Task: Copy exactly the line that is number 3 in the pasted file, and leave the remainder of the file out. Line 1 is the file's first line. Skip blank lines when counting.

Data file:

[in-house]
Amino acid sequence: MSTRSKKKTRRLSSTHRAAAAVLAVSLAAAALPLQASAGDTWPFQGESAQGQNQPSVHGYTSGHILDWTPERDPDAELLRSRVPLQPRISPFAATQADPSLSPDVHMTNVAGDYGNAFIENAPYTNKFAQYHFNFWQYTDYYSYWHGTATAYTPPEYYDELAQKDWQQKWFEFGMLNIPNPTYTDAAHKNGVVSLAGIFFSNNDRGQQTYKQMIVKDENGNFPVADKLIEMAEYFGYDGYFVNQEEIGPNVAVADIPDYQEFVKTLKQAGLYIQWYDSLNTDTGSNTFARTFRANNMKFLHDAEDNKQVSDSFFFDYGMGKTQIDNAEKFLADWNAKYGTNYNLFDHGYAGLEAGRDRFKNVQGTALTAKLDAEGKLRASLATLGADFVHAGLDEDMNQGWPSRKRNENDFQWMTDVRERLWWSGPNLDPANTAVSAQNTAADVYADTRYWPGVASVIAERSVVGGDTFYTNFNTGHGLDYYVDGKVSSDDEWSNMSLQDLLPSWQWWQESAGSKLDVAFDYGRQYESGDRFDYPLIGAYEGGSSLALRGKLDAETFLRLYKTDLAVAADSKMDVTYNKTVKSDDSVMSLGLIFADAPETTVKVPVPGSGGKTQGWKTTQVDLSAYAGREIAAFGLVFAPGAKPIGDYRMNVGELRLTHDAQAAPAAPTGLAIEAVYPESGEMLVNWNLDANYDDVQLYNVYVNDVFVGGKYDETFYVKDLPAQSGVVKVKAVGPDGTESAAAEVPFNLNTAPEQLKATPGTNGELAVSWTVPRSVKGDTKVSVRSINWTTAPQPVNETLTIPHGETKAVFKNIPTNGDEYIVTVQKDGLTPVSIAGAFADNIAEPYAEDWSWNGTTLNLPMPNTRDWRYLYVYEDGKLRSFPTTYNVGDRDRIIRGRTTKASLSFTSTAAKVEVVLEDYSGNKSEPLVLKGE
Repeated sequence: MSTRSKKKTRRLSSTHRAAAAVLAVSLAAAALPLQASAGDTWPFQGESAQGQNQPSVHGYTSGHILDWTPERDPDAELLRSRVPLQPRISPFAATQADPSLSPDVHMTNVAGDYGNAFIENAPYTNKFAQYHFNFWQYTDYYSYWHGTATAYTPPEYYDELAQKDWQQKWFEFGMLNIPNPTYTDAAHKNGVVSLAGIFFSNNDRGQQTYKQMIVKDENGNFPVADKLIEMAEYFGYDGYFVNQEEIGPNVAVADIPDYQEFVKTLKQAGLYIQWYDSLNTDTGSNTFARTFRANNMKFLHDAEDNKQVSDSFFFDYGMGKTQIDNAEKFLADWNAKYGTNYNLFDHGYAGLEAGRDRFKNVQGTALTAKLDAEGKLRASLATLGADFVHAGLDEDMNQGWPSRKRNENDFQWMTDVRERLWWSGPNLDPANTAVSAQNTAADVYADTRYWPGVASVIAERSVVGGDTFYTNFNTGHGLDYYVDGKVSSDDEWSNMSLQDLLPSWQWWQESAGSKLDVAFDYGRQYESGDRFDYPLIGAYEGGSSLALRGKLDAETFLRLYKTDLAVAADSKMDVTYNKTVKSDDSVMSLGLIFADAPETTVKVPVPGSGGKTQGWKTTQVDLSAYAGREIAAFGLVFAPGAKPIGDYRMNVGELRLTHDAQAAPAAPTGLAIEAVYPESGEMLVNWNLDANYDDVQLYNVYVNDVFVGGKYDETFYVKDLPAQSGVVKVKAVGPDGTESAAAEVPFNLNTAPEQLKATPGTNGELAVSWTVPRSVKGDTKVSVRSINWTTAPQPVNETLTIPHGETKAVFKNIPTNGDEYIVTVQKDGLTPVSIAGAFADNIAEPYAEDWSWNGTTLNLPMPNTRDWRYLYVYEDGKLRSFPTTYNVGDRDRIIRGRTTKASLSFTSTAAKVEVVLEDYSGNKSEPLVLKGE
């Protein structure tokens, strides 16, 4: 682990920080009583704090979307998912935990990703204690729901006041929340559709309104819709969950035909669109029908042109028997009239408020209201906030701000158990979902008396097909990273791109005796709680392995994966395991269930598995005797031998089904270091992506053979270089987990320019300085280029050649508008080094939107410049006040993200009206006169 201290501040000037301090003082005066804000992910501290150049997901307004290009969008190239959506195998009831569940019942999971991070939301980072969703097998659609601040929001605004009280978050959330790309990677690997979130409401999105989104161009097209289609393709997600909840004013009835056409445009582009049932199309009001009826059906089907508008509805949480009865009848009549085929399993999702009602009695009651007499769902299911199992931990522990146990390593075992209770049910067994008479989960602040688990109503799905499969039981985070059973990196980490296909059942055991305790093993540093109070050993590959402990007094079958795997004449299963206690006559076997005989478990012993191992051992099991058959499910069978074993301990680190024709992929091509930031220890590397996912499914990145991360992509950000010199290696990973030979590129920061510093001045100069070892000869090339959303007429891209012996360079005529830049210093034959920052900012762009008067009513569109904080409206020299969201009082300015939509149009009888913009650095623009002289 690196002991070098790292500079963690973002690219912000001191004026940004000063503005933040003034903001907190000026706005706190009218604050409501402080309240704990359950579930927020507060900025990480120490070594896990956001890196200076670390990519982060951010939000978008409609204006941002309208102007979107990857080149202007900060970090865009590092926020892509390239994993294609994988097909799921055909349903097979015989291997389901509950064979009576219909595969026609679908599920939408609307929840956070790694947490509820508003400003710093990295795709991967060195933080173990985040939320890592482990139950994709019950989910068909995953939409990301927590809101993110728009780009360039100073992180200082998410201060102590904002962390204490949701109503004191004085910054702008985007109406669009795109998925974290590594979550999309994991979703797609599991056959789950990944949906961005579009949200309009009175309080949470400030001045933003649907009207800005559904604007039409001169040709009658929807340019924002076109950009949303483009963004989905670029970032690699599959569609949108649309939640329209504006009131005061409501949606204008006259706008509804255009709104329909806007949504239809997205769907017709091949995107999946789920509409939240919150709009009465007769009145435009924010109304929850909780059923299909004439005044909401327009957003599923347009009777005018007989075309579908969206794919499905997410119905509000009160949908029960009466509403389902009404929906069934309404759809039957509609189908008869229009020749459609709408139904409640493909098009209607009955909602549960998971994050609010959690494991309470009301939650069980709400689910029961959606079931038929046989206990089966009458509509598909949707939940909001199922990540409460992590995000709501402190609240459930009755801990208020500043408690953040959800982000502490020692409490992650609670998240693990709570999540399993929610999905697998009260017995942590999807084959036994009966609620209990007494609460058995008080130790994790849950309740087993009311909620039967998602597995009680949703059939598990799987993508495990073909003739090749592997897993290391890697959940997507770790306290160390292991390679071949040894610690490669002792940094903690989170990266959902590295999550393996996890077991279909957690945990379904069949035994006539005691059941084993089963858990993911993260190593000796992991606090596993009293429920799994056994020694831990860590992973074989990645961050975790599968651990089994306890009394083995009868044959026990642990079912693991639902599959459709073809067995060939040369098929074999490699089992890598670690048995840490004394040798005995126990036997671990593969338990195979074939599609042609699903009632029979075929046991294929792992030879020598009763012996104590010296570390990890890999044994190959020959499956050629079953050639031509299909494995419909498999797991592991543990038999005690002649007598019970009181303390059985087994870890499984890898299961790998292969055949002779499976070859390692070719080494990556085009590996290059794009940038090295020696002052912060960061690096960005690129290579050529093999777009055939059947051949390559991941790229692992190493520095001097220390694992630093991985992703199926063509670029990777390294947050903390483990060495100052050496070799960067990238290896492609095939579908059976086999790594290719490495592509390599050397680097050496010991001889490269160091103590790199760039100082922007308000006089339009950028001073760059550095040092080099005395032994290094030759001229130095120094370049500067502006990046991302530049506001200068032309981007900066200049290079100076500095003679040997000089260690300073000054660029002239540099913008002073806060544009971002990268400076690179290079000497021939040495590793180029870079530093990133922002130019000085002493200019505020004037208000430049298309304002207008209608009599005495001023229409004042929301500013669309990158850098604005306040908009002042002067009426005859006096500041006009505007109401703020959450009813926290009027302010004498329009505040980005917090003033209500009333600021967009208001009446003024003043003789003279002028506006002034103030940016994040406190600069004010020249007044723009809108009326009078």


Repeated sequence: MSTRSKKKTRRLSSTHRAAAAVLAVSLAAAALPLQASAGDTWPFQGESAQGQNQPSVHGYTSGHILDWTPERDPDAELLRSRVPLQPRISPFAATQADPSLSPDVHMTNVAGDYGNAFIENAPYTNKFAQYHFNFWQYTDYYSYWHGTATAYTPPEYYDELAQKDWQQKWFEFGMLNIPNPTYTDAAHKNGVVSLAGIFFSNNDRGQQTYKQMIVKDENGNFPVADKLIEMAEYFGYDGYFVNQEEIGPNVAVADIPDYQEFVKTLKQAGLYIQWYDSLNTDTGSNTFARTFRANNMKFLHDAEDNKQVSDSFFFDYGMGKTQIDNAEKFLADWNAKYGTNYNLFDHGYAGLEAGRDRFKNVQGTALTAKLDAEGKLRASLATLGADFVHAGLDEDMNQGWPSRKRNENDFQWMTDVRERLWWSGPNLDPANTAVSAQNTAADVYADTRYWPGVASVIAERSVVGGDTFYTNFNTGHGLDYYVDGKVSSDDEWSNMSLQDLLPSWQWWQESAGSKLDVAFDYGRQYESGDRFDYPLIGAYEGGSSLALRGKLDAETFLRLYKTDLAVAADSKMDVTYNKTVKSDDSVMSLGLIFADAPETTVKVPVPGSGGKTQGWKTTQVDLSAYAGREIAAFGLVFAPGAKPIGDYRMNVGELRLTHDAQAAPAAPTGLAIEAVYPESGEMLVNWNLDANYDDVQLYNVYVNDVFVGGKYDETFYVKDLPAQSGVVKVKAVGPDGTESAAAEVPFNLNTAPEQLKATPGTNGELAVSWTVPRSVKGDTKVSVRSINWTTAPQPVNETLTIPHGETKAVFKNIPTNGDEYIVTVQKDGLTPVSIAGAFADNIAEPYAEDWSWNGTTLNLPMPNTRDWRYLYVYEDGKLRSFPTTYNVGDRDRIIRGRTTKASLSFTSTAAKVEVVLEDYSGNKSEPLVLKGE